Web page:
• Be able to assess an emergency situation and prioritise what action to take
  • Help a baby or child who is unresponsive and breathing normally
  • Help a baby or child who is unresponsive and not breathing normally
  • Help a baby or child who is having a seizure
  • Help a baby or child who is choking
  • Help a baby or child who is bleeding
  • Help a baby or child who is suffering from shock caused by severe blood loss (hypovolemic shock)
  1. The full PFA course should last for a minimum of 12 hours (excluding breaks) and cover the areas set out in paragraph 5 of the EYFS as well as the following areas:
  • Help a baby or child who is suffering from anaphylactic shock
  • Help a baby or child who has had an electric shock
  • Help a baby or child who has burns or scalds
  • Help a baby or child who has a suspected fracture
  • Help a baby or child with head, neck or back injuries
  • Help a baby or child who is suspected of being poisoned
  • Help a baby or child with a foreign body in eyes, ears or nose
  • Help a baby or child with an eye injury
  • Help a baby or child with a bite or sting
  • Help a baby or child who is suffering from the effects of extreme heat or cold
  • Help a baby or child having: a diabetic emergency; an asthma attack; an allergic reaction; meningitis; and/or febrile convulsions
  • Understand the role and responsibilities of the paediatric first aider (including appropriate contents of a first aid box and the need for recording accidents and incidents)
  1. Providers should consider whether paediatric first aiders need to undertake annual refresher training, during any three year certification period to help maintain basic skills and keep up to date with any changes to PFA procedures.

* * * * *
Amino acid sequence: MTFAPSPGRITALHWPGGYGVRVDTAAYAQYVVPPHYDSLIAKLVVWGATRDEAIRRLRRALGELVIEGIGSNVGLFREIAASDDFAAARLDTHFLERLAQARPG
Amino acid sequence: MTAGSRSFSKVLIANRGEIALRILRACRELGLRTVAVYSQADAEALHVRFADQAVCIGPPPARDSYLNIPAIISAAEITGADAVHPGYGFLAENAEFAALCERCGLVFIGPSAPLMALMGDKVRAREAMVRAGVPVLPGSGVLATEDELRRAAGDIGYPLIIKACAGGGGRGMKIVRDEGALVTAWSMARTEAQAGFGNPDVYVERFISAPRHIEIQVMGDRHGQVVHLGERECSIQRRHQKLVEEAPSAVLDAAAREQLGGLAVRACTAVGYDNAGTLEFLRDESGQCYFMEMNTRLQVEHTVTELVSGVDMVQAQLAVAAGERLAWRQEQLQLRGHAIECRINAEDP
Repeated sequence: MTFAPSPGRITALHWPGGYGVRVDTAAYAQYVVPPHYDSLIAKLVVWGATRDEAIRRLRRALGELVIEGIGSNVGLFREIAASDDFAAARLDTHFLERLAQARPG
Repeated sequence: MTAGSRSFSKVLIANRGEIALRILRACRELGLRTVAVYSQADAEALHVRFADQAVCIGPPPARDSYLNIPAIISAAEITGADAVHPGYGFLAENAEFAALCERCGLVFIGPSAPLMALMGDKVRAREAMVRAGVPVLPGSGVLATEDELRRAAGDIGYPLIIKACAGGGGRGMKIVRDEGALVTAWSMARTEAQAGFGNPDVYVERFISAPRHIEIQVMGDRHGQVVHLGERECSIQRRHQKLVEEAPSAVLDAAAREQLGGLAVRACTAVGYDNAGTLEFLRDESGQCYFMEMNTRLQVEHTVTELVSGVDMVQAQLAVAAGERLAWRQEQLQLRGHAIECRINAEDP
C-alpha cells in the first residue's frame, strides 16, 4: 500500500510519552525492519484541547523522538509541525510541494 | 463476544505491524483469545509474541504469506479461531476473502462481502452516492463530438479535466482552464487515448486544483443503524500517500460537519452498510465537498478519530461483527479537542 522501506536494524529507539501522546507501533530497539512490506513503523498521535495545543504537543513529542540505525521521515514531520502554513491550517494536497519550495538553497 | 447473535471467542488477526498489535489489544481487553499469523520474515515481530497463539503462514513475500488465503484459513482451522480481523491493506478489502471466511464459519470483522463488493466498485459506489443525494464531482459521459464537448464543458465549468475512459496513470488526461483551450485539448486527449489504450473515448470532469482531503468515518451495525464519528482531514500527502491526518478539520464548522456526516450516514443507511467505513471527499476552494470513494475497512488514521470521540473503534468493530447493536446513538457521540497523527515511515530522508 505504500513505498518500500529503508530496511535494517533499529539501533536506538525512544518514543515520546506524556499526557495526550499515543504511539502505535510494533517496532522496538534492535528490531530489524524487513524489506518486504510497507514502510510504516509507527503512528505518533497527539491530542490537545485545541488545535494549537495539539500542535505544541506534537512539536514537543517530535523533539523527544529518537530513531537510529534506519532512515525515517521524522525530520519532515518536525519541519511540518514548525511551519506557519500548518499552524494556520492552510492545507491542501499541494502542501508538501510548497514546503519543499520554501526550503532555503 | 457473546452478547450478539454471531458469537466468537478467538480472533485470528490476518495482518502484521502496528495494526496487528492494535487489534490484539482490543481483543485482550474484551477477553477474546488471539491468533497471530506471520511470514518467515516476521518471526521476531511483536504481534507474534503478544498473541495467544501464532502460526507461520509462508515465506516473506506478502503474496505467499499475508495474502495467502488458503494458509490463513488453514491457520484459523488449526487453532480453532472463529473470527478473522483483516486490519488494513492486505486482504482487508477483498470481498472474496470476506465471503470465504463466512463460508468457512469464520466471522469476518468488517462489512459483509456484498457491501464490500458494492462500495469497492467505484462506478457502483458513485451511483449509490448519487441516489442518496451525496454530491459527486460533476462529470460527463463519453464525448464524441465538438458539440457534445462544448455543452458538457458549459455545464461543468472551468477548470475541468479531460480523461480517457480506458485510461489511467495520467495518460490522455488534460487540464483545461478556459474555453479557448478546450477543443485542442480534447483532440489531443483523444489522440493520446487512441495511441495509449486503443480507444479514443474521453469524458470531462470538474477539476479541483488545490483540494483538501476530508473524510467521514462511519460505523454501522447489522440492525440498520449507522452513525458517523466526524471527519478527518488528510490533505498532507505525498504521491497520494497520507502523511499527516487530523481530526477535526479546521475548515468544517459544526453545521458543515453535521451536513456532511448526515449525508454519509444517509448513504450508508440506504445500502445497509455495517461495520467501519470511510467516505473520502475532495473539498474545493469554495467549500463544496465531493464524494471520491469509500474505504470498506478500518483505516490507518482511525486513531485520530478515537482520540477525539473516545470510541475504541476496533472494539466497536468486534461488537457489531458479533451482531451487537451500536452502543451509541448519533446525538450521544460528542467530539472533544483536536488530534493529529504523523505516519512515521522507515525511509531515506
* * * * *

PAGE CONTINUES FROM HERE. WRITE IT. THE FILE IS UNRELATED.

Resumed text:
Source: Early Years Foundation Stage – Safeguarding and Welfare Requirements (2017)


What will Ofsted inspectors want to know about Paediatric First Aid in early years settings?

Inspectors will want to access relevant documentation such as, current staff list and staff qualifications, including paediatric first aid.

Leadership and Management

Under Leadership and Management Inspectors will obtain evidence of:

  • the deployment of staff, taking account of their qualifications, skills and experience to work with children of different ages, including babies and toddlers
  • the extent and range of completed training, including child protection, first aid and safeguarding training that fully meets statutory requirements, and its impact on improving children’s well-being
  • how well the physical environment is organised to meet the needs of individual children of different ages, including for babies and toddlers where appropriate

 

Source:  Early Years Inspection Handbook – Ofsted (2018)

Early Years Hub delivers a variety of training courses including Paediatric First Aid. More details can be found on our website at  www.earlyyearshub.co.uk

Early Years Hub works in partnership with Butterfly Print

By |2018-09-10T20:52:26+00:00August 16th, 2018|EYFS, EYH Blog|0 Comments